For this week I've gone with the suggestion to stick with just one processing preset in Capture One – Robert Boyer's Tri-X +2, which is a grainy, contrasty and 'vintage' look that I really like.
Admittedly, it's a bit... dishonest, perhpas? I mean, the output from the X-E1 is nowhere near as coarse-grained – the picture below shows a 100% crop comparing the normal Tri-X preset (with grain amount and granularity reduced to 10% or so) to the Tri-X +2 preset at its default:
this is from 'slow country lane', below
It's a bit of a conundrum really: I like the grainy vintage look, but I also feel a little uncomfortable having my photos try to be something they're not. It's the same reason I'm sort of on the fence about homage watches; I like the look of the original, but it's impractical (in the case of shooting actual Tri-X) or impossible (in the case of owning an actual Rolex MilSub), hence on the one hand the appeal of the homage/emulation. On the other hand, I like the idea of something being true to itself (see also: the trend away from skeuomorphic design), of exploring and exploiting and enjoying something's innate qualities.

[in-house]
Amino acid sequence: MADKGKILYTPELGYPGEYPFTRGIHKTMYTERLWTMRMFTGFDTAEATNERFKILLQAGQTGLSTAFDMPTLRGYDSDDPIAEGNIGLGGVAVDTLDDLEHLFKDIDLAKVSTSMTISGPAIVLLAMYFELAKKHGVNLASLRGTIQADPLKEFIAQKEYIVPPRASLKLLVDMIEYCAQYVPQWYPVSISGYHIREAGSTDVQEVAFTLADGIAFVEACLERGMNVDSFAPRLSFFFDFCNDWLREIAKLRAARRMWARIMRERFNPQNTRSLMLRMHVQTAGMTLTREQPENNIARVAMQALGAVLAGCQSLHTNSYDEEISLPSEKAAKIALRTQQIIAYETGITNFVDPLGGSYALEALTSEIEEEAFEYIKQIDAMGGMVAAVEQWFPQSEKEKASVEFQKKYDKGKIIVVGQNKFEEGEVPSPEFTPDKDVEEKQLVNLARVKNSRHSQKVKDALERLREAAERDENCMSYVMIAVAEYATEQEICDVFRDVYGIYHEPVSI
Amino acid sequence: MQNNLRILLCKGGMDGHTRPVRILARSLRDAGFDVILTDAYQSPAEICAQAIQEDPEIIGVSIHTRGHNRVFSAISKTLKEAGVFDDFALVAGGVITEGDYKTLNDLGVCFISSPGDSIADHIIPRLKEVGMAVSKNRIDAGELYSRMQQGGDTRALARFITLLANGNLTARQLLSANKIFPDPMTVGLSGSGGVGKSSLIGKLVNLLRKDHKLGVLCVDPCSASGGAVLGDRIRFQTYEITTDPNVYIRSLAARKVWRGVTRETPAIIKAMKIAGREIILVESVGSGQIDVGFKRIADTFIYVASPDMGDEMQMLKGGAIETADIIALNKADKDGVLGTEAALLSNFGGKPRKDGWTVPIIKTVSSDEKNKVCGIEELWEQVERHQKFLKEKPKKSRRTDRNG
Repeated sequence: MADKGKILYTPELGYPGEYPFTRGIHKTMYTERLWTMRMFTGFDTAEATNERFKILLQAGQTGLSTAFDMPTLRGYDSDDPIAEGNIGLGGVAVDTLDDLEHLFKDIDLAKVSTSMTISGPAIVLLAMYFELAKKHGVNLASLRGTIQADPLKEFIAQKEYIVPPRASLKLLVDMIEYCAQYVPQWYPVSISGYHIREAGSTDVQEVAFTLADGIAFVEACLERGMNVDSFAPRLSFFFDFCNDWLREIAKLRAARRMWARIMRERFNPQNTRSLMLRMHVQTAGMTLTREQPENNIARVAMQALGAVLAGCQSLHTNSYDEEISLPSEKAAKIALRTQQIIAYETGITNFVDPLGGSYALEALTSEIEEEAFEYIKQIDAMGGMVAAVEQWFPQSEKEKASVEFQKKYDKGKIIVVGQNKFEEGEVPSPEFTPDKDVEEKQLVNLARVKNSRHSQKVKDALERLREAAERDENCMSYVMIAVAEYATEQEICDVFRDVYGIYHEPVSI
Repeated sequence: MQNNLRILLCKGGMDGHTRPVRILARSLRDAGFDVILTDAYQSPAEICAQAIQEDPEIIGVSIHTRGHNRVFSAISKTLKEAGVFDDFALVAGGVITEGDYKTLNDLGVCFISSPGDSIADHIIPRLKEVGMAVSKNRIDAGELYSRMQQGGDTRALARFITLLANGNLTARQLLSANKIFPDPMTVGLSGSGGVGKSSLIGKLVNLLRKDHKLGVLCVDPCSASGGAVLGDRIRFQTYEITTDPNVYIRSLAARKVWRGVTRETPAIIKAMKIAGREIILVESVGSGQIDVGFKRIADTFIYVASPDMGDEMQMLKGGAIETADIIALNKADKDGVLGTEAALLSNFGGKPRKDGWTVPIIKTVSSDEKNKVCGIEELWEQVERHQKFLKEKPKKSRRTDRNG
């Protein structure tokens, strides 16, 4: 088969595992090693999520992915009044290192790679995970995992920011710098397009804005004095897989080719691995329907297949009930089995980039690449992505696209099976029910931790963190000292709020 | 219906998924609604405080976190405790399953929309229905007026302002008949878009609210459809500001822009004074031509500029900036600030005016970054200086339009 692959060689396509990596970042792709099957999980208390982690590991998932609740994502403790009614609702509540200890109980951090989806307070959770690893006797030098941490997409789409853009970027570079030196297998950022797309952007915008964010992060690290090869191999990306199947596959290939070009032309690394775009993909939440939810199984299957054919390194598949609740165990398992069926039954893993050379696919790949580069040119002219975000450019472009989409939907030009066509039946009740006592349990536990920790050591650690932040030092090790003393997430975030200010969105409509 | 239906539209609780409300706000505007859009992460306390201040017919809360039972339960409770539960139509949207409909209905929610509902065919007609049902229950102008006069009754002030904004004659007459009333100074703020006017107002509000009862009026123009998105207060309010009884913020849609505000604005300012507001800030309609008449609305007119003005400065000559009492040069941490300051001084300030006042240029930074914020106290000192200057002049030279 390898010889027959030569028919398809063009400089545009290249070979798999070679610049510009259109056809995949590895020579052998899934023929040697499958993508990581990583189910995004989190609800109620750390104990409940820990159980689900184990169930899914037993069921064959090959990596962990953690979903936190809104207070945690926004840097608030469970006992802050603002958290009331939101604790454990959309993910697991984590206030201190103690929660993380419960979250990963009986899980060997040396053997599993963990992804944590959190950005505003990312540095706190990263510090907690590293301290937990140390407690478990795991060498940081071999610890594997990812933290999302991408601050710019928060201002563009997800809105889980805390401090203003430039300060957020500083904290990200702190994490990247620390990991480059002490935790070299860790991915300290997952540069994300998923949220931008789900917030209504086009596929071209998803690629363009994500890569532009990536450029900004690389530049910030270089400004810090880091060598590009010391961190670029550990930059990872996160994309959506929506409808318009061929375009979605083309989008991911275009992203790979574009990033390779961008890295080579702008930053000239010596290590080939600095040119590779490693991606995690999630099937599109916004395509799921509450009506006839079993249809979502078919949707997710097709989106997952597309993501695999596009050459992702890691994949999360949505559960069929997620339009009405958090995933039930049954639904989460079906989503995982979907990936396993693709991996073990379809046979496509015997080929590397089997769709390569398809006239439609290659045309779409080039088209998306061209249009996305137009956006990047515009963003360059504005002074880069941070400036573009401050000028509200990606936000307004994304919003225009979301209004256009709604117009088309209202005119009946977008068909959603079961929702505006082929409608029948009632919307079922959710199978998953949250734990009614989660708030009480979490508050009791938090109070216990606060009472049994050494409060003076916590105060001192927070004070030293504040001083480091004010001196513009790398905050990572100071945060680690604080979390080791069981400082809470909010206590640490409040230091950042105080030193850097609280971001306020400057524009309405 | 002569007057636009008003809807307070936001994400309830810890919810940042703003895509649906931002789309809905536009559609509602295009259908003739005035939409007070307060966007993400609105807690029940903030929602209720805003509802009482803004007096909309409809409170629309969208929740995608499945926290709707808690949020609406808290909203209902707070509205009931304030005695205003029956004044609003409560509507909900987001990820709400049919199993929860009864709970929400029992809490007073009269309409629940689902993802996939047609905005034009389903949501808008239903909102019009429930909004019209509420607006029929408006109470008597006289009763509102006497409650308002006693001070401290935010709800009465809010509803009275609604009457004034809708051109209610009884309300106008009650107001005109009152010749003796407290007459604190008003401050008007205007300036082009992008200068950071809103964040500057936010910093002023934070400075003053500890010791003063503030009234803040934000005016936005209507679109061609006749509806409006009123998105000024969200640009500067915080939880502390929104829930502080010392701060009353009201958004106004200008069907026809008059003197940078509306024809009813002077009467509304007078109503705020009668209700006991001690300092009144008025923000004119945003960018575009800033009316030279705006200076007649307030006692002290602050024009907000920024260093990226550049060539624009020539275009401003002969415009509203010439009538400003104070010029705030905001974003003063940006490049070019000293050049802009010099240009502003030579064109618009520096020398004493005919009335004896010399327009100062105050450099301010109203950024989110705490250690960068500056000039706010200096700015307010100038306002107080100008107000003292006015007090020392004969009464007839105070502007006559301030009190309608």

And of course all of this is dodging around the fact that the X-E1 natively shoots colour, but I think that's a somewhat different argument, in that B&W is possibly its own photographic discipline, distinct from colour – it's entirely about tone and shape and texture, without the opportunity to fall back on colour as a 'crutch'.
So who knows, perhaps I'll tire of the grainy aesthetic and move towards a more 'natural' look, we shall see. Oh and today Fuji just released a new lens roadmap with a very interesting 35mm f/2 on it – the 35/1.4 I'm using now is fine, but the leaked(?) picture of the 35/2 shows it's significantly smaller, which certainly appeals to me, so I might be facing another dilemma near the end of the year: whether to keep on with the f/1.4, or sell it and get the f/2 instead. Again, we shall see.
Anyway, enough rambling, here's this week's pictures:
dark sky and street lights
dried out climber
carpark trees at night
slow country lane
church hall and warehouse